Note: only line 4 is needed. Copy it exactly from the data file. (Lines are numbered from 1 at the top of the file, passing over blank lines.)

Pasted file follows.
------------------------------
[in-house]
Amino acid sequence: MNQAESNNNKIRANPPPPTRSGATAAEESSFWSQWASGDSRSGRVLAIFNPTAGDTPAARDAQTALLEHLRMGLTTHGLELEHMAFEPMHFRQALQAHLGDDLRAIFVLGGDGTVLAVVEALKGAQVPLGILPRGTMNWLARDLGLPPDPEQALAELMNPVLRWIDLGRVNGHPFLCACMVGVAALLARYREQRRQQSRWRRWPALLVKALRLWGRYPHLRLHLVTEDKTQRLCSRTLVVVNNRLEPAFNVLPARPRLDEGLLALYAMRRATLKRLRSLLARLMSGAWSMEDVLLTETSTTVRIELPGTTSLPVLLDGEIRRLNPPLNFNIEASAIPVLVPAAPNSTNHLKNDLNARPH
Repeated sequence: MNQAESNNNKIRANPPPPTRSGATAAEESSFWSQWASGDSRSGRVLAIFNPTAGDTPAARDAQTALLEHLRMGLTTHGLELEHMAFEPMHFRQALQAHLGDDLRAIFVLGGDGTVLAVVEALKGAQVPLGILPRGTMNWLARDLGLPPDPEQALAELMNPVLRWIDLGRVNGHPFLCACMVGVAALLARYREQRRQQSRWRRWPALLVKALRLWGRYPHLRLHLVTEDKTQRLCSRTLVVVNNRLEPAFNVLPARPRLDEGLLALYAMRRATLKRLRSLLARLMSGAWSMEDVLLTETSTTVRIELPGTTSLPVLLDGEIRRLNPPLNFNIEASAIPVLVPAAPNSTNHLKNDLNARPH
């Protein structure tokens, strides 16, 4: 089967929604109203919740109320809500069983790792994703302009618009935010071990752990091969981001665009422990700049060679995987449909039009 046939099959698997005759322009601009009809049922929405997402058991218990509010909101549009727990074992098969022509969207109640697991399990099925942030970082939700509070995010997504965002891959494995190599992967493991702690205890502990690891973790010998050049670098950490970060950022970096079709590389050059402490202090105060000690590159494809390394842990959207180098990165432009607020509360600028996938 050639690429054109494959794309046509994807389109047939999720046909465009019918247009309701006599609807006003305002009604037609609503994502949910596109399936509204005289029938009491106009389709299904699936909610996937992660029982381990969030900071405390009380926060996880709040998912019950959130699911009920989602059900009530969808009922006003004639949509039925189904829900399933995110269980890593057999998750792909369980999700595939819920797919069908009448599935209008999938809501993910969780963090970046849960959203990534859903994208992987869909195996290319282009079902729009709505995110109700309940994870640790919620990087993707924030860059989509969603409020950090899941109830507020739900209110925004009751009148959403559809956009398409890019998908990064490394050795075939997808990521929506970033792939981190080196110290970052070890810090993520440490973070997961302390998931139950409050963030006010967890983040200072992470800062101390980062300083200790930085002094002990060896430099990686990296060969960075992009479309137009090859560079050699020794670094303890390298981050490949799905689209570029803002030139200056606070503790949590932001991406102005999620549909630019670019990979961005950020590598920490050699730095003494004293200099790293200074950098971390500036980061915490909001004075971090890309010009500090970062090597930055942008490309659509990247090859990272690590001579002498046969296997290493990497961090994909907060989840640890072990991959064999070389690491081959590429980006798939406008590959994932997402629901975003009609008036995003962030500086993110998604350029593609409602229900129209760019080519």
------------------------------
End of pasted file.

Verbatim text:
């Protein structure tokens, strides 16, 4: 089967929604109203919740109320809500069983790792994703302009618009935010071990752990091969981001665009422990700049060679995987449909039009 046939099959698997005759322009601009009809049922929405997402058991218990509010909101549009727990074992098969022509969207109640697991399990099925942030970082939700509070995010997504965002891959494995190599992967493991702690205890502990690891973790010998050049670098950490970060950022970096079709590389050059402490202090105060000690590159494809390394842990959207180098990165432009607020509360600028996938 050639690429054109494959794309046509994807389109047939999720046909465009019918247009309701006599609807006003305002009604037609609503994502949910596109399936509204005289029938009491106009389709299904699936909610996937992660029982381990969030900071405390009380926060996880709040998912019950959130699911009920989602059900009530969808009922006003004639949509039925189904829900399933995110269980890593057999998750792909369980999700595939819920797919069908009448599935209008999938809501993910969780963090970046849960959203990534859903994208992987869909195996290319282009079902729009709505995110109700309940994870640790919620990087993707924030860059989509969603409020950090899941109830507020739900209110925004009751009148959403559809956009398409890019998908990064490394050795075939997808990521929506970033792939981190080196110290970052070890810090993520440490973070997961302390998931139950409050963030006010967890983040200072992470800062101390980062300083200790930085002094002990060896430099990686990296060969960075992009479309137009090859560079050699020794670094303890390298981050490949799905689209570029803002030139200056606070503790949590932001991406102005999620549909630019670019990979961005950020590598920490050699730095003494004293200099790293200074950098971390500036980061915490909001004075971090890309010009500090970062090597930055942008490309659509990247090859990272690590001579002498046969296997290493990497961090994909907060989840640890072990991959064999070389690491081959590429980006798939406008590959994932997402629901975003009609008036995003962030500086993110998604350029593609409602229900129209760019080519």